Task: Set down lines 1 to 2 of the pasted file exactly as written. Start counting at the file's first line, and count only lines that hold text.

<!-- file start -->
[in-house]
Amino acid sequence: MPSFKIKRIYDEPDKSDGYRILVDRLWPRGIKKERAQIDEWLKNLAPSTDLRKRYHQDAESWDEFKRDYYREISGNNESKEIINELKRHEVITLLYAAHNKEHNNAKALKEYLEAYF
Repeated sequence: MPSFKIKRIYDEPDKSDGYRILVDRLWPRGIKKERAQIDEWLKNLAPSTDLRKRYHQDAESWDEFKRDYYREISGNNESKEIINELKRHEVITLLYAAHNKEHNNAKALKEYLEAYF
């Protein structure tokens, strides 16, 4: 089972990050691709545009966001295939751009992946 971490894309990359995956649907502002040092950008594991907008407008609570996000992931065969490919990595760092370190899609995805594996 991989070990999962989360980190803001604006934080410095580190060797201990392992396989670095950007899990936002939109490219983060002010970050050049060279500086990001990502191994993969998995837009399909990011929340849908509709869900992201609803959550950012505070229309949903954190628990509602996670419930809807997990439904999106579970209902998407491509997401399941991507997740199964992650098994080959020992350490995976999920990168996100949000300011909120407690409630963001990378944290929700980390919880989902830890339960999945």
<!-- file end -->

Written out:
[in-house]
Amino acid sequence: MPSFKIKRIYDEPDKSDGYRILVDRLWPRGIKKERAQIDEWLKNLAPSTDLRKRYHQDAESWDEFKRDYYREISGNNESKEIINELKRHEVITLLYAAHNKEHNNAKALKEYLEAYF